Most of the optical diagnostic techniques mentioned above were applied for single point measurements. Data from the single point measurements are often hard to interpret in terms of the whole structure of the spray. An alternate approach is to use laser sheet illumination to make the two-dimensional visualization of a spray. The laser sheet method has been also used for the visualization of soot distribution in the combustion chamber (12) and of the species concentration and temperature in turbulent flames (13). Felton et al. (14) used the laser sheet method to visualize liquid fuel of the spray injected in the combustion chamber of an internal combustion engine. Melton (15), and Melton and Verdieck (16) have shown that spectrally separated fluorescence emissions from liquid and vapor phases can be obtained by an exciplex visualization system based on TMPD and naphthalene. Bardsley et al. (17,18) have applied the exciplex fluorescence technique for the two-dimensional visualization of the liquid and vapor phase fuel distributions in the combustion chamber. Hodges et al. (19) applied the exciplex fluorescence method and the ensemble light scattering/polarization-ratio method in order to provide the two-dimensional data within the spray. They obtained the semi-quantitative information about gas and liquid concentrations and the ensemble averaged droplet size and concentration. Azetsu et al. (20) have performed the two-dimensional visualization of non-evaporating sprays and reported the existence of the branch-like structure in the spray.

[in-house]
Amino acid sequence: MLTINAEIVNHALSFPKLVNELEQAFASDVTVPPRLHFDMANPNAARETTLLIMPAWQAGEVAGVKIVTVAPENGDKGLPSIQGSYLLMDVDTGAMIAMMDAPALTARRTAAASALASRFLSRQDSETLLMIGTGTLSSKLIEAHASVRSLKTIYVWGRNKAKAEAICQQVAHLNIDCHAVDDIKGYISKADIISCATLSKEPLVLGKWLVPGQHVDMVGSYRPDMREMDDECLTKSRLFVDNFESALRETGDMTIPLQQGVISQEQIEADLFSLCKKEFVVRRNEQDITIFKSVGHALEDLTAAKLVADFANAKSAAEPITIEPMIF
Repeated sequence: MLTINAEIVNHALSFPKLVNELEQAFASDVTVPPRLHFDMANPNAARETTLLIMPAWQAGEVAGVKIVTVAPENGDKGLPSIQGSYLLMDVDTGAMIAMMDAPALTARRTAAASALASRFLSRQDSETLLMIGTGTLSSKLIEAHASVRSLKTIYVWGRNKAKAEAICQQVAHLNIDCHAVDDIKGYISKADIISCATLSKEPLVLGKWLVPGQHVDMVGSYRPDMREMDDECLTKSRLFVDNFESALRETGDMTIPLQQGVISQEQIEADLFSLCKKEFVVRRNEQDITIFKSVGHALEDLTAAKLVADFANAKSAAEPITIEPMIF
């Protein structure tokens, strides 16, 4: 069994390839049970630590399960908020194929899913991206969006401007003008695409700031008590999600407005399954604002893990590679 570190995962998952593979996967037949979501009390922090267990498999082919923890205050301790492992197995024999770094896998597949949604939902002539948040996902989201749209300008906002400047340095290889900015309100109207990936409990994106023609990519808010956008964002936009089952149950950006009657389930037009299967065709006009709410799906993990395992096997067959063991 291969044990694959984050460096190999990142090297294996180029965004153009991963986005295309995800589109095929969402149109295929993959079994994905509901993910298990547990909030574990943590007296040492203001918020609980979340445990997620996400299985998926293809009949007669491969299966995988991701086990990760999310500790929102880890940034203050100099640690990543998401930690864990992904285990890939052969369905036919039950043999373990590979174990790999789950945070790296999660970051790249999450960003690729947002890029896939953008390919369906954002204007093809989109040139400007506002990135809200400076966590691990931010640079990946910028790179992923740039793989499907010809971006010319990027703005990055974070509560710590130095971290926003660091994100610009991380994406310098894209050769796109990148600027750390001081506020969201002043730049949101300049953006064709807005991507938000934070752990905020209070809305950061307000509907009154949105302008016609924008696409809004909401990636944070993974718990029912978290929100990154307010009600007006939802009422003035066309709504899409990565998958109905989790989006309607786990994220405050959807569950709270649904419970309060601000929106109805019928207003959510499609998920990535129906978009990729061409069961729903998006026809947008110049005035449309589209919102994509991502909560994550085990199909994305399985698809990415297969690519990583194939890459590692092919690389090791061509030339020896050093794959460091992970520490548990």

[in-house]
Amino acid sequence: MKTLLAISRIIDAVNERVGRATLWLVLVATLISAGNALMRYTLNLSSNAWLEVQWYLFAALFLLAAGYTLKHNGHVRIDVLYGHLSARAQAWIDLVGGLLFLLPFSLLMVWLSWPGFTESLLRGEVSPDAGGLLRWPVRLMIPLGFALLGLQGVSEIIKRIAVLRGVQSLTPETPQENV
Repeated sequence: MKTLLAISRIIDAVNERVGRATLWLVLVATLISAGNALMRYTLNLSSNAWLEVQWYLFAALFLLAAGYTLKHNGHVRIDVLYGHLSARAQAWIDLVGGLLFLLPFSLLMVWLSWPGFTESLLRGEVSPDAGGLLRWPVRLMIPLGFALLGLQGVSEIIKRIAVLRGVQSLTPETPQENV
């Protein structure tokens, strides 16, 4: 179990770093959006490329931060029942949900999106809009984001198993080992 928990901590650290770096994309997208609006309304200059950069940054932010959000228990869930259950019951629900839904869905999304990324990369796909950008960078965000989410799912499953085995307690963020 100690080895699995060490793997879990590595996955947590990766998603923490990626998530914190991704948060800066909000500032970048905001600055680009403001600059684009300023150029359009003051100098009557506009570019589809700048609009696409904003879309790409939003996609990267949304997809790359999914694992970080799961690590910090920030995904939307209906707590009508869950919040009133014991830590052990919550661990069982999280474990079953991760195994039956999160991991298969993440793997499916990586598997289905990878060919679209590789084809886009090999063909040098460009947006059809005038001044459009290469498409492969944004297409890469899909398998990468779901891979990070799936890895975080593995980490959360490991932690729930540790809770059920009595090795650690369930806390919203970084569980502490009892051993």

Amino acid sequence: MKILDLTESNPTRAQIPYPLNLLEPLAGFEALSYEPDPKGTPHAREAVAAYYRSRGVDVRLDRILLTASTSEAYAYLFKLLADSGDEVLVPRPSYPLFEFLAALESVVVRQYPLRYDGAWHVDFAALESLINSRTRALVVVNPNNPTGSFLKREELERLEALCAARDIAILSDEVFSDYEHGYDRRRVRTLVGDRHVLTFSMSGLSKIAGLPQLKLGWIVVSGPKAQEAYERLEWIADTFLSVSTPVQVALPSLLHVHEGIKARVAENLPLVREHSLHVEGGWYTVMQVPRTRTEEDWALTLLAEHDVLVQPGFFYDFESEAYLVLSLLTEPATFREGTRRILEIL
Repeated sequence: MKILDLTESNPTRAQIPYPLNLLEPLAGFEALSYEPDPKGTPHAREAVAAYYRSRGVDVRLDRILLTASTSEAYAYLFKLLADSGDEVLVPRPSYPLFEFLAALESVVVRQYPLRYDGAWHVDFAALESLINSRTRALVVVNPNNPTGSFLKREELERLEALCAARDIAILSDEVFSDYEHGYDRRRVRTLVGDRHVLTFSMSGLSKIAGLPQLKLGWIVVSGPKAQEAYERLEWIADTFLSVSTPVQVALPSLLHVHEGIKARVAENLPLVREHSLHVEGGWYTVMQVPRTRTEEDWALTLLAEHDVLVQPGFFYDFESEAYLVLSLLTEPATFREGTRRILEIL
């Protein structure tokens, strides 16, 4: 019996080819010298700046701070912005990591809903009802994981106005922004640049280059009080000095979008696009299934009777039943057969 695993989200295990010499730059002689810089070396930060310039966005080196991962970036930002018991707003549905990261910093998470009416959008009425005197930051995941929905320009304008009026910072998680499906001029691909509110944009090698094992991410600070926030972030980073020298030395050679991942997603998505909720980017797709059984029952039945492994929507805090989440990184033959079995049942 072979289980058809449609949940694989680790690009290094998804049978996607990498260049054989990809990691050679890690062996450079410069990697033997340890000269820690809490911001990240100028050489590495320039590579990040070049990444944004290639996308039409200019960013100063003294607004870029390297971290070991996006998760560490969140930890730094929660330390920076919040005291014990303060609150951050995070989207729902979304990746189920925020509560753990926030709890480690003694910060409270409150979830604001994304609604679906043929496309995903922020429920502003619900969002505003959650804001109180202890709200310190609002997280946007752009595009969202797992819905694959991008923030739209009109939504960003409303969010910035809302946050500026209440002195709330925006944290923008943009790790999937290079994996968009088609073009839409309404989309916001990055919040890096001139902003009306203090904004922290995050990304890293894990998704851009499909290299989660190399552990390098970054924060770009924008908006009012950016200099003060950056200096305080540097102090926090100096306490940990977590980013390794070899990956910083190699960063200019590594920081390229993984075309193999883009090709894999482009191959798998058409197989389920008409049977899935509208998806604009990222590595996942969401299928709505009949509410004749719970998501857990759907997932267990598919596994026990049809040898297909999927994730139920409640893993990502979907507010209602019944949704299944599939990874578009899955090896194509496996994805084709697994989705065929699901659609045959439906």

The main objective of present work is to obtain more detailed information about the internal structure of a diesel spray. The focus of this paper is understanding of the internal structure in the vicinity of the nozzle tip, which is important to explore the physical mechanism for breakup process and atomization of a spray (21). This problem is also important in the modelling and computer simulation of sprays (22).
The exciplex-based planar fluorescence technique was applied for two-dimensional visualization of the fuel spray in high pressure gaseous environments. The high magnification photography was used to observe the internal structure of the spray in detail. Photographs of the temporally frozen image of the fuel spray were processed using the image analyzer.The qualitative results of liquid concentration within the spray were obtained for both of the isothermal (non-evaporating) and evaporating sprays. The effects of the injection pressure and the ambient pressure on the internal structure were described. The planar Mie scattering method and shadow photography were also applied to visualize the fuel spray.